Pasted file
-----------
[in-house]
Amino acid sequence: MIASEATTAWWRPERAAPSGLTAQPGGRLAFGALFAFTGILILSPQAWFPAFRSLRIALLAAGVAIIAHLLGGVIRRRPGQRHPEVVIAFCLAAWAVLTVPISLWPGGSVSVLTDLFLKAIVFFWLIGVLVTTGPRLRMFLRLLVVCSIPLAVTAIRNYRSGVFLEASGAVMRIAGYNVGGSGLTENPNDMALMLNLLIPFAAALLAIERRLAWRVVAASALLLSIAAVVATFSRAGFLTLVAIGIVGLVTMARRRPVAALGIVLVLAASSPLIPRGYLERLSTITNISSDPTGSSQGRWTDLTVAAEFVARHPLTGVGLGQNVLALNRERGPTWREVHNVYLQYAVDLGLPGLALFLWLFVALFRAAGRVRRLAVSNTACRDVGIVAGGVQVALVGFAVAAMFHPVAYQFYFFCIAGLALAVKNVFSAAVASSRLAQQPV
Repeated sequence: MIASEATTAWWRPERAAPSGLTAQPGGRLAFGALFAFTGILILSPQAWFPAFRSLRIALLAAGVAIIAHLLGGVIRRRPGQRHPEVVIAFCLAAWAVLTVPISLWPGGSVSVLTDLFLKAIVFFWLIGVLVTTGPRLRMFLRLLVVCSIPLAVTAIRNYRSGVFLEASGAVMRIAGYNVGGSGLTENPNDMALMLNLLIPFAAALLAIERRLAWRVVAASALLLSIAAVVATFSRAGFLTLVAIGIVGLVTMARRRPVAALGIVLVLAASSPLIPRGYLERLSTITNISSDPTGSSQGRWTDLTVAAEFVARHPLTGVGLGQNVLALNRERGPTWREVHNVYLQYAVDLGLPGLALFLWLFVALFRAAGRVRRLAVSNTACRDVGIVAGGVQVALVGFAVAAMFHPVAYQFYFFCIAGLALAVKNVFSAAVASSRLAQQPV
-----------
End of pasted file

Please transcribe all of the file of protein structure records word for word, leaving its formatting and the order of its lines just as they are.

[in-house]
Amino acid sequence: MIASEATTAWWRPERAAPSGLTAQPGGRLAFGALFAFTGILILSPQAWFPAFRSLRIALLAAGVAIIAHLLGGVIRRRPGQRHPEVVIAFCLAAWAVLTVPISLWPGGSVSVLTDLFLKAIVFFWLIGVLVTTGPRLRMFLRLLVVCSIPLAVTAIRNYRSGVFLEASGAVMRIAGYNVGGSGLTENPNDMALMLNLLIPFAAALLAIERRLAWRVVAASALLLSIAAVVATFSRAGFLTLVAIGIVGLVTMARRRPVAALGIVLVLAASSPLIPRGYLERLSTITNISSDPTGSSQGRWTDLTVAAEFVARHPLTGVGLGQNVLALNRERGPTWREVHNVYLQYAVDLGLPGLALFLWLFVALFRAAGRVRRLAVSNTACRDVGIVAGGVQVALVGFAVAAMFHPVAYQFYFFCIAGLALAVKNVFSAAVASSRLAQQPV
Repeated sequence: MIASEATTAWWRPERAAPSGLTAQPGGRLAFGALFAFTGILILSPQAWFPAFRSLRIALLAAGVAIIAHLLGGVIRRRPGQRHPEVVIAFCLAAWAVLTVPISLWPGGSVSVLTDLFLKAIVFFWLIGVLVTTGPRLRMFLRLLVVCSIPLAVTAIRNYRSGVFLEASGAVMRIAGYNVGGSGLTENPNDMALMLNLLIPFAAALLAIERRLAWRVVAASALLLSIAAVVATFSRAGFLTLVAIGIVGLVTMARRRPVAALGIVLVLAASSPLIPRGYLERLSTITNISSDPTGSSQGRWTDLTVAAEFVARHPLTGVGLGQNVLALNRERGPTWREVHNVYLQYAVDLGLPGLALFLWLFVALFRAAGRVRRLAVSNTACRDVGIVAGGVQVALVGFAVAAMFHPVAYQFYFFCIAGLALAVKNVFSAAVASSRLAQQPV